Cat Ballou was based on Roy Chanslor's The Ballad of Cat Ballou, and what started out as an adventure story turned into a Western satire that was shot in approximately 28 days.
“The script was unusual, and I wasn’t sure whether it was any good or not. I’m not sure Lee Marvin knew either,” Jane Fonda remembered. “I have to admit, it wasn’t until I saw the final cut of Cat Ballou that I realized we had a hit on our hands.”
And it was a hit for Fonda’s career too. After Director Arthur Penn watched a rough cut, he decided to cast Fonda opposite Marlon Brando and Robert Redford in The Chase.
Learn more about the Western comedy below!
1. Another star was almost cast.
Kirk Douglas and Burt Lancaster turned down the role, and Jack Palance wanted it badly. Lee Marvin said, “I started laughing when I read the first line. I didn’t know how good it was, though. Nobody did.” But along with the comedy, Marvin appreciated the reality. "…the part of 'Kid Shelleen' hit pretty close to home for me. It became a reprimand of my drinking habits. I got a good look at myself,” he said. Marvin received his first and only Academy Award win for the part.
2. The horse won an award.
One of the most iconic moments in the film is seeing Lee Marvin drunk on his seemingly-drunk cross-legged horse. The idea was director Elliot Silverstein’s, but the problem was that horses don’t naturally do that. However, thanks to the help of some sugar cubes the wrangler was able to get the horse to perform the trick long enough for them to film it. Smoky the horse won a Craven Award, an award for animal actors, in 1966 for his performance.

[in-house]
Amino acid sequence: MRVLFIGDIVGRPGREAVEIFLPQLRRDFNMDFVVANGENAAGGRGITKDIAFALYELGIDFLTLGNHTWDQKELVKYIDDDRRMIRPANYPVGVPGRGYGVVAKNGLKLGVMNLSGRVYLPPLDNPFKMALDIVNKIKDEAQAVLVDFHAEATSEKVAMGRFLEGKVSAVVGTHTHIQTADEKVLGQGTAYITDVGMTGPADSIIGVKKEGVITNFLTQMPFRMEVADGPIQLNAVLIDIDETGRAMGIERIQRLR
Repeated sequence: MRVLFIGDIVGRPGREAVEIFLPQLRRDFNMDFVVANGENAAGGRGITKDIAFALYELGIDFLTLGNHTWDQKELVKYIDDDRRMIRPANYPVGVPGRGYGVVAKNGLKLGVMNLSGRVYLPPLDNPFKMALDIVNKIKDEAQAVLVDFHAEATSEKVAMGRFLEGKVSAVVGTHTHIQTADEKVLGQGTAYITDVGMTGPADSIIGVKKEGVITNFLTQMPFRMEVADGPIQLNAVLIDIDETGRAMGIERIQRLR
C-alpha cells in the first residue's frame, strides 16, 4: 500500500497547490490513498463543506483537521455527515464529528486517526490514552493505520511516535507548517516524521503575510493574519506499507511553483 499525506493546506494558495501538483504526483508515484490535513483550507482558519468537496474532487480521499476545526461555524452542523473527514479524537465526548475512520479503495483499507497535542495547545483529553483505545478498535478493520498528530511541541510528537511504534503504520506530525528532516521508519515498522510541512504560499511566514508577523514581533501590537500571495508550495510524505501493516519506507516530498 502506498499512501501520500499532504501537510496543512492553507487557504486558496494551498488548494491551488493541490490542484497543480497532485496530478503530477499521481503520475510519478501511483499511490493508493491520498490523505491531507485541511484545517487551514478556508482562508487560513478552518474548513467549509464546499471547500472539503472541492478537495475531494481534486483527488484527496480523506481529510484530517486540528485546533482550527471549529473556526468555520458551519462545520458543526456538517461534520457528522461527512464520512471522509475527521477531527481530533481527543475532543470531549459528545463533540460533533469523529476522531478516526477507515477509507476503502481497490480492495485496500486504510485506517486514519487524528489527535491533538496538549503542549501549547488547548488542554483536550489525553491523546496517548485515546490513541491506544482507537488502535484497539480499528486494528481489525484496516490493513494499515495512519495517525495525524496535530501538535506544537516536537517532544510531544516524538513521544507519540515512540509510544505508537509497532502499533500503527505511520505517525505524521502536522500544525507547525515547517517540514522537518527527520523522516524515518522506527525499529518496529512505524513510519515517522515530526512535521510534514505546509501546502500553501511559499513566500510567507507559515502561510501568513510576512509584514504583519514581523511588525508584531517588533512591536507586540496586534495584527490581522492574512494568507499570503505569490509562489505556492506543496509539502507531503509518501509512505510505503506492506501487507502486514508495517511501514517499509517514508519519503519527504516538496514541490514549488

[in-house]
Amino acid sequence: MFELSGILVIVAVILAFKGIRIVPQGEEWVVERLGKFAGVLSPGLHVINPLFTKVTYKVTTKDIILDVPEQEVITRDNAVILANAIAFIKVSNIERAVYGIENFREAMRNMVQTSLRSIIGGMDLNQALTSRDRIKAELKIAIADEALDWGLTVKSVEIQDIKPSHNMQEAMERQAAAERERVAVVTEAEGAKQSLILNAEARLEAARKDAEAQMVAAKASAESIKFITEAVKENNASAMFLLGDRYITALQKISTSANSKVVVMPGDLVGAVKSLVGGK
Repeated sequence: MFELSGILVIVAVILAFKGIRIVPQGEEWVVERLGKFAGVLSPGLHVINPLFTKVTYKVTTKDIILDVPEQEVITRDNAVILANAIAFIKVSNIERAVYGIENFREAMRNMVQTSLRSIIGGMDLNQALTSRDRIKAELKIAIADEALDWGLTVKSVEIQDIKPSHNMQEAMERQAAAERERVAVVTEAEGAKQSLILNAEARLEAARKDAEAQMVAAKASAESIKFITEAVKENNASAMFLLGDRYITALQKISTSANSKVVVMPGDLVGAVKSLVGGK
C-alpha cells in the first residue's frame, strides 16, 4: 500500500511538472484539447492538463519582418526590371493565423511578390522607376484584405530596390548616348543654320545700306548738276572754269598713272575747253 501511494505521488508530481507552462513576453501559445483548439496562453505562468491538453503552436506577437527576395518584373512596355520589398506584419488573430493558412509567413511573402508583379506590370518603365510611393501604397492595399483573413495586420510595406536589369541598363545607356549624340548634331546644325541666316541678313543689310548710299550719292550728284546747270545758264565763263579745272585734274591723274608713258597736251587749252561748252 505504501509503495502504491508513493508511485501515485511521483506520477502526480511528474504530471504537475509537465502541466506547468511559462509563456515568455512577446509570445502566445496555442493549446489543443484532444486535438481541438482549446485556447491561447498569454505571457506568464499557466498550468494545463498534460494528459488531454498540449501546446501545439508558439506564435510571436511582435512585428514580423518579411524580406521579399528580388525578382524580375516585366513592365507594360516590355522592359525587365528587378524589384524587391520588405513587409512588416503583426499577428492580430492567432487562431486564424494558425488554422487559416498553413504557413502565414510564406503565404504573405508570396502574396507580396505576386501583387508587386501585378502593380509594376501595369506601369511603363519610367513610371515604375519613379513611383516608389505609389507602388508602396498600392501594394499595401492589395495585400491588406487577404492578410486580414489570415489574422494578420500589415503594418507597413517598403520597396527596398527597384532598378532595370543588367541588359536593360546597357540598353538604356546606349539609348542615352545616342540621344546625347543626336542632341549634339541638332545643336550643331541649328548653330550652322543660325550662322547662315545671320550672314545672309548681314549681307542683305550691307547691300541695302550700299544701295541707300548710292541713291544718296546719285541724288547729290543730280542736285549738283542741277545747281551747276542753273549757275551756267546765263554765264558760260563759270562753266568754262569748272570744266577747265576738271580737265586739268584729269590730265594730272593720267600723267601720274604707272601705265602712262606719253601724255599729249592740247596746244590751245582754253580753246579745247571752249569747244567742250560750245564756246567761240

3. They lost a cast member before the film’s release.
Similar to a Greek chorus, Cat Ballou features two “street singers” who narrate the tale. Director Elliot Silverstein first thought of Stubby Kaye, whom he had worked with in musical theater before. When the Vice President of Columbia Mitchell Frankovich suggested Nat King Cole for the second, Silverstein knew he was right. Unfortunately, while filming, Cole suffered from the effects of his lung cancer. Nevertheless, when he had down time, he took the time to go fishing with actor Michael Callan. Cole died on February 15, 1965, only a few months before the film's release. “Nat ‘King’ was every bit as kind and wonderful as I had remembered him from my parents’ parties after the war,” Jane Fonda said.
4. Fonda learned from Marvin.
Fonda said, “Being a young woman without much self-esteem, I was easy to take advantage of. The producers had us working very, very long hours on a very low budget.” That’s when Marvin took her aside and explained that if they didn’t say something as the stars of the film, then those who couldn’t speak up about the conditions – such as the crew – would also be taken advantage of. Fonda took the lesson to heart. She said, “I think that speaks reams about the kind of person Lee Marvin was.”